4 Wick Testing Tricks
Effective wick testing is essential for making fantastic candles.
The primary disadvantage of testing candles is the length of time required, which lengthens the feedback loop of the central query:
Is your wick the right size to ensure a safe and effective burn for your candle?
Every candle producer aspires to fulfil these requirements, with safety occupying the top spot. Use the next four tips to speed up your wick testing so that you can remain organised, accurate, within your temperature tolerances, and flexible when necessary.
Use an identification system: Tip #1
Without some type of identifying system, no proper record keeping system is complete. For inventory management, retail establishments employ an SKU, but if you produce candles, you need a way to link your results to your records.
Using a reliable candle identification system, you should be able to:
Keep a record of the temperatures at which a particular candle was melted, added, poured, and cured.
Remember the outcome of the wick test for that particular candle. Relate every item in your stock to your design and testing notes. These IDs enable you to follow the development of any candle design, or the "recipe" for that candle, from conception to final disposal. more precisely, from the research and development stage until the burn cycle's conclusion.
In actuality, this entails maintaining a database of some kind, which can be informal if that's how you work, with all the data on a candle being linked to one or more ID numbers.
DDB ID (Date-Design-Batch) The date-batch identification system essentially involves giving each distinct design or batch its own identifier.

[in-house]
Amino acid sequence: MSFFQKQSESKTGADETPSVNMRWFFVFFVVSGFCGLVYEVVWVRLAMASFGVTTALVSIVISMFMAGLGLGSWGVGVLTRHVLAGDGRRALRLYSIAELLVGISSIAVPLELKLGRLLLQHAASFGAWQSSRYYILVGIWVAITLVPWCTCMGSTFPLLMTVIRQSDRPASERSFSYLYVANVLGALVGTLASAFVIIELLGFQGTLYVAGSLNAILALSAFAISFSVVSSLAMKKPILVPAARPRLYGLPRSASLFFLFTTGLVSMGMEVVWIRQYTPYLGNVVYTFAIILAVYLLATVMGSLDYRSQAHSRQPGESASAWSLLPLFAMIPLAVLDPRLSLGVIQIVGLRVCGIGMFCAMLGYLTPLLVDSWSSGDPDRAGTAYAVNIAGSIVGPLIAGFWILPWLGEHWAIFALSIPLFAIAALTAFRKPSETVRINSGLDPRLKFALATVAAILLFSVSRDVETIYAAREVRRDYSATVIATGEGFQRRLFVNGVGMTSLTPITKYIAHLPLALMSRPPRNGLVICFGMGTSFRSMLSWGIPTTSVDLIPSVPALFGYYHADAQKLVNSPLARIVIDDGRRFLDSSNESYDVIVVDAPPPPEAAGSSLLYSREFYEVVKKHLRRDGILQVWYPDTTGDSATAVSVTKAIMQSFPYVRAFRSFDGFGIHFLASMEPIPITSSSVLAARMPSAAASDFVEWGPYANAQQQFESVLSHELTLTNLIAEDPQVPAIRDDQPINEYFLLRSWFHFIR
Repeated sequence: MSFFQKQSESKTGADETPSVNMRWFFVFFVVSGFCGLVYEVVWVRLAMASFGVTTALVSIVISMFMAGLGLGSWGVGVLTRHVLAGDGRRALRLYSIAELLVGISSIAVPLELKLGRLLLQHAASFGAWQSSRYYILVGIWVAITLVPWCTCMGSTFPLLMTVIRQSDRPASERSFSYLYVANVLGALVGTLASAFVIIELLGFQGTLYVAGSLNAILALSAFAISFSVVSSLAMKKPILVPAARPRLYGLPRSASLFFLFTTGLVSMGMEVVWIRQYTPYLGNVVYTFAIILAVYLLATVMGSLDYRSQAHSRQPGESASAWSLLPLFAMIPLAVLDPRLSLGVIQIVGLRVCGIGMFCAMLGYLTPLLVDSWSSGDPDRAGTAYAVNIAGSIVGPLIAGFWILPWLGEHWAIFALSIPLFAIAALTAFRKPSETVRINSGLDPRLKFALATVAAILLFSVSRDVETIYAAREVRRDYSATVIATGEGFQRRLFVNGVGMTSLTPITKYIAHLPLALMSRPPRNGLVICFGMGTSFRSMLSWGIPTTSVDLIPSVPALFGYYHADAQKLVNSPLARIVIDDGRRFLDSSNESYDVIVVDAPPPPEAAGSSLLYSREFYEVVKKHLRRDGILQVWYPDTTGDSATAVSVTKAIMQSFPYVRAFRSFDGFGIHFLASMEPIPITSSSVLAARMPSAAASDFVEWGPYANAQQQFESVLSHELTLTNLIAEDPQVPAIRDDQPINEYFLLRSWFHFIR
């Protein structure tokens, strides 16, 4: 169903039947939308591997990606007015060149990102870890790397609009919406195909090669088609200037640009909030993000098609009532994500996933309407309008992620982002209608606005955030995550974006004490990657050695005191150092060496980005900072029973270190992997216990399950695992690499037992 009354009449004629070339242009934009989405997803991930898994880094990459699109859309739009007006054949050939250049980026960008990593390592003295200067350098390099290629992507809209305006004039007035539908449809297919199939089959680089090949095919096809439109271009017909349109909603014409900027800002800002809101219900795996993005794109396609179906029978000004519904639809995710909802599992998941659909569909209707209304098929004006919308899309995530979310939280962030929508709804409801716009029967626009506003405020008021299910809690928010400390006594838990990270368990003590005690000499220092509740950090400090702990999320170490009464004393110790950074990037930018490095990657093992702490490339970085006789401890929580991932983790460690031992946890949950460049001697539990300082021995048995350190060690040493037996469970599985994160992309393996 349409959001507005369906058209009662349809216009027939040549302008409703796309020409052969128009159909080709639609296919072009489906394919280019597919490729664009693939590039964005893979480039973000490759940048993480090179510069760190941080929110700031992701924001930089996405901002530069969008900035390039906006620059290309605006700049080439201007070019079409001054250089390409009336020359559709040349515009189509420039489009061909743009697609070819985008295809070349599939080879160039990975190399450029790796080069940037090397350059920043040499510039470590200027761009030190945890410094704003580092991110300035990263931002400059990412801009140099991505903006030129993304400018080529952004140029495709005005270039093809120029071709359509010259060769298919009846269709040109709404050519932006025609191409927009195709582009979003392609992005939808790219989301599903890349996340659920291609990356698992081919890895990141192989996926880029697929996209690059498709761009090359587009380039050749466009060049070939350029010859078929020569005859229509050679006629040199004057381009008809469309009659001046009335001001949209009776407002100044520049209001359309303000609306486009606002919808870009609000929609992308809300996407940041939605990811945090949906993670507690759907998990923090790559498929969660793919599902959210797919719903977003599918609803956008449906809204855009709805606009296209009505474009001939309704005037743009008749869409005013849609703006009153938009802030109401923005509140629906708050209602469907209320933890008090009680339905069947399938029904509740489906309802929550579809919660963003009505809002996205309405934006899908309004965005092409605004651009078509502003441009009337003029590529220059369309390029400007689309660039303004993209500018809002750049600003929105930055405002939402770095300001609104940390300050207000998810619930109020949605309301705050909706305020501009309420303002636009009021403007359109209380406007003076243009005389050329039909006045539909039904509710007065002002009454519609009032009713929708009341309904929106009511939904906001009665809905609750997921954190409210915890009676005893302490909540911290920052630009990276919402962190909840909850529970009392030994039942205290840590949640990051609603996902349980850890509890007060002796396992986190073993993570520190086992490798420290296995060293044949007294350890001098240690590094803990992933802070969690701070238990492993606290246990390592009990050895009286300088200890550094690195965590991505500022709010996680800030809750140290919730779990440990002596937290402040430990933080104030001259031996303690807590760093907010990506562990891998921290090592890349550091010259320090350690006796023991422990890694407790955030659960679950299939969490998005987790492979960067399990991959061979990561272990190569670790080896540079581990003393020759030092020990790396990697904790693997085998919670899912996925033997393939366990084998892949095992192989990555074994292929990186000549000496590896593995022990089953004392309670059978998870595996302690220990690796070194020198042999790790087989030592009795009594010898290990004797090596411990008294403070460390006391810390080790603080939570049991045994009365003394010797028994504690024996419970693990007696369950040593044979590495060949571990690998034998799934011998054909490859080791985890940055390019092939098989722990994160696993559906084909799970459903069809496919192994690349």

Then take into account the BATCH for that design, where you would record details regarding what transpires when the design is applied, such as:
Room humidity and temperature Wax temperature maximum oil adding fragrance temperature Scent and wax weights vapour pressure Information about wax (supplier, lot number, etc.) Information on the fragrance (type, supplier)
A hotter candle system is often caused by faster fuel combustion. Occasionally, adding a second measure to the wick testing process can help you identify systems that are burning too hot or too cool.
To determine how much wax your wicks ate, weigh the entire candle, including the container (if there is one), before and after each test.
Third tip: Measure the Temperature of the Melt Pool Melt pool temperature is one of many parameters that must be monitored during wick testing because they all affect how well the candle performs.
How well your wick matches the wax blend's aroma note profile will greatly influence how hot your throw will be. It also needs sufficient air flow in the space, but that's not crucial at this point.
You might be tempted to throw away your design and start over if it fails a safety test or doesn't smell as strong (or as delicious) as you would like.
This interruption can definitely set you back if you typically cure for several weeks. Fortunately, you don't have to pour a brand-new candle; you can simply replace the wick.
Save a tonne of time by reading this post with a video on how to replace your wick! When things go wrong during wick testing, it's not always necessary to make new candles. You can significantly minimise your feedback loop if you have an apple corer and some guts.
One final point: if you replace the wicks in a candle during the course of its lifetime, you generally shouldn't.
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